Most expat families who are new to Beijing are faced with two options when it comes to enrolling their children in schools: international schools with tuitions that they might not able to afford or local Chinese schools taught exclusively in Mandarin with a curriculum completely foreign to their children. These limited options led Americans Geoff and Wendy Lewis, who moved to Beijing five months ago with their three children, Garrett, 10, Brendan, 9, and Aubrianne, 7, to a third alternative – home-schooling. Home-schooling suits many families for a variety of reasons: flexibility to accommodate children that learn at a faster (or slower) pace, a lack of an intimidating classroom environment, and the luxury of being able to spend more time with their children.
When the Lewis family arrived in Beijing, they enrolled their children in a local Chinese school, but their kids couldn’t speak or understand Chinese. Although the children enjoyed the social atmosphere, the situation simply didn’t work for them.
The Lewis family have been home-schooling since January, and by their own admission, Geoff and Wendy are learning about it as they go – with online support and guidance from the Utah-based MAESAR Academy. Although the MAESAR academy curriculum provides most of the structure for the Lewis children’s curriculum, making learning fun – or even better, making fun an educational experience – is paramount to ensuring that Garrett, Brendan and Aubrianne are not held back. “Garrett is really interested in archaeology and paleontology, so for the science part of his curriculum, we go to the Museum of Natural History. If a kid is interested in the subject, they’re going to retain more information and learn more,” says Wendy.
Although concerns are often raised during a discussion about home-schooling, it’s more likely that the children will move further ahead of their peers with a tailored curriculum suited to their interests and progress at a pace that suits their abilities. “This way they don’t have to wait for the other kids to catch up. If they get it, they get it, and we move on,” says Wendy.
Studies show that home-schooled kids often outperform regular students despite claims of setbacks in their social skills. Over 1.5 million kids are home-schooled in the US, and a home-schooling experience also makes the transition to a new country smoother – the teachers and curriculum remain the same.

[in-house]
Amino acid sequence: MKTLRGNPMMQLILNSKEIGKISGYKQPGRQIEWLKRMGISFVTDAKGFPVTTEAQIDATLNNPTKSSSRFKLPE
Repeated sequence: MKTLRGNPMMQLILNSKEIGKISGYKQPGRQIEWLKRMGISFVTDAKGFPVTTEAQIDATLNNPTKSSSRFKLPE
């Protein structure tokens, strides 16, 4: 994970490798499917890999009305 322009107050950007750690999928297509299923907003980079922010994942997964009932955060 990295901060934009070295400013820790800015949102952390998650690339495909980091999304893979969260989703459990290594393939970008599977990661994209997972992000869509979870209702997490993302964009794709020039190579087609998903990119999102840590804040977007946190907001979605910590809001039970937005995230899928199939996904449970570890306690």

Even before Deborah Lukic and her husband Rad moved from Los Angeles to Beijing five years ago, their two children – daughter Adishakti, 9, and son Div, 7 – were home-schooled (and had been since pre-school age). This decision was a no-brainer for Lukic, who due to her six years in teaching 2- to 8-year-olds and training teachers back in LA, felt she could teach in a more effective way – she felt that schools deliver glorified “obedience training” and she wanted to shape her children’s curriculum to their interests.
Deborah was able to apply some of the best practices that she’d been privy to during her years in the profession and has devised her own “thematic, interdisciplinary” curriculum that she herself administers to her children. “This approach means we explore a given theme through all areas – starting with a topic like immigration for instance, and weaving together all the relevant areas of history, language, science, etc., so it’s not just a breakdown of subjects in a void.” Deborah places a lot of emphasis on the real-world application of the learning that goes on in her “classroom,” supplementing book-based study with outings to museums and field trips for a hands-on appreciation of whatever it is the kids are learning about. The idea is that they develop an understanding – and an appreciation – of how the world works in a practical, not just a theoretical sense.